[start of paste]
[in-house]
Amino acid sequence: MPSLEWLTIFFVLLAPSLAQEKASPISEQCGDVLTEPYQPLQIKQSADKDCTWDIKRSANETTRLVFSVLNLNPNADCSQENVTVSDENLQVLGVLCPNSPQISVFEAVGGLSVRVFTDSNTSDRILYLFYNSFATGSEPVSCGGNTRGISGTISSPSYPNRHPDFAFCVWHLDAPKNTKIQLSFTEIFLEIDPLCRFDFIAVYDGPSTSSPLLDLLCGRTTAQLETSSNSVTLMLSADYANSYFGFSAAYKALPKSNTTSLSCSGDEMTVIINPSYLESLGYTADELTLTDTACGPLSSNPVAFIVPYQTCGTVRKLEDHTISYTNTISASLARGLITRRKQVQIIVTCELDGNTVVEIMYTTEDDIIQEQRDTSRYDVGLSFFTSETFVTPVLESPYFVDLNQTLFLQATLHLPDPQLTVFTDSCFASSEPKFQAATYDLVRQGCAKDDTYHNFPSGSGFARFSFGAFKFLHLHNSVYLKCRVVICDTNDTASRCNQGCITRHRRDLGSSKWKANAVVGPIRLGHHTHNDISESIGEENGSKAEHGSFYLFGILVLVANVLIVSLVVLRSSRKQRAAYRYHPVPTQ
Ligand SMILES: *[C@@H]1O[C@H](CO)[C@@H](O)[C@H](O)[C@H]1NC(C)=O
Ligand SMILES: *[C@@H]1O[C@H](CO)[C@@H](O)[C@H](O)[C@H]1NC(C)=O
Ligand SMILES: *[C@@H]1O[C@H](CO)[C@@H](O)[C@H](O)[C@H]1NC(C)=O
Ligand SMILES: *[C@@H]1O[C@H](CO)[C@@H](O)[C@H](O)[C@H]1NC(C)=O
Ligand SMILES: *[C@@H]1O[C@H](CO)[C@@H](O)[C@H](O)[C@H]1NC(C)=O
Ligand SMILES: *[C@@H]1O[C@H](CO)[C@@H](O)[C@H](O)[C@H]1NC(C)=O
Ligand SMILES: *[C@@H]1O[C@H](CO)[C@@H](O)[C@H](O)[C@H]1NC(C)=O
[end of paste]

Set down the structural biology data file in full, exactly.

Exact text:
[in-house]
Amino acid sequence: MPSLEWLTIFFVLLAPSLAQEKASPISEQCGDVLTEPYQPLQIKQSADKDCTWDIKRSANETTRLVFSVLNLNPNADCSQENVTVSDENLQVLGVLCPNSPQISVFEAVGGLSVRVFTDSNTSDRILYLFYNSFATGSEPVSCGGNTRGISGTISSPSYPNRHPDFAFCVWHLDAPKNTKIQLSFTEIFLEIDPLCRFDFIAVYDGPSTSSPLLDLLCGRTTAQLETSSNSVTLMLSADYANSYFGFSAAYKALPKSNTTSLSCSGDEMTVIINPSYLESLGYTADELTLTDTACGPLSSNPVAFIVPYQTCGTVRKLEDHTISYTNTISASLARGLITRRKQVQIIVTCELDGNTVVEIMYTTEDDIIQEQRDTSRYDVGLSFFTSETFVTPVLESPYFVDLNQTLFLQATLHLPDPQLTVFTDSCFASSEPKFQAATYDLVRQGCAKDDTYHNFPSGSGFARFSFGAFKFLHLHNSVYLKCRVVICDTNDTASRCNQGCITRHRRDLGSSKWKANAVVGPIRLGHHTHNDISESIGEENGSKAEHGSFYLFGILVLVANVLIVSLVVLRSSRKQRAAYRYHPVPTQ
Ligand SMILES: *[C@@H]1O[C@H](CO)[C@@H](O)[C@H](O)[C@H]1NC(C)=O
Ligand SMILES: *[C@@H]1O[C@H](CO)[C@@H](O)[C@H](O)[C@H]1NC(C)=O
Ligand SMILES: *[C@@H]1O[C@H](CO)[C@@H](O)[C@H](O)[C@H]1NC(C)=O
Ligand SMILES: *[C@@H]1O[C@H](CO)[C@@H](O)[C@H](O)[C@H]1NC(C)=O
Ligand SMILES: *[C@@H]1O[C@H](CO)[C@@H](O)[C@H](O)[C@H]1NC(C)=O
Ligand SMILES: *[C@@H]1O[C@H](CO)[C@@H](O)[C@H](O)[C@H]1NC(C)=O
Ligand SMILES: *[C@@H]1O[C@H](CO)[C@@H](O)[C@H](O)[C@H]1NC(C)=O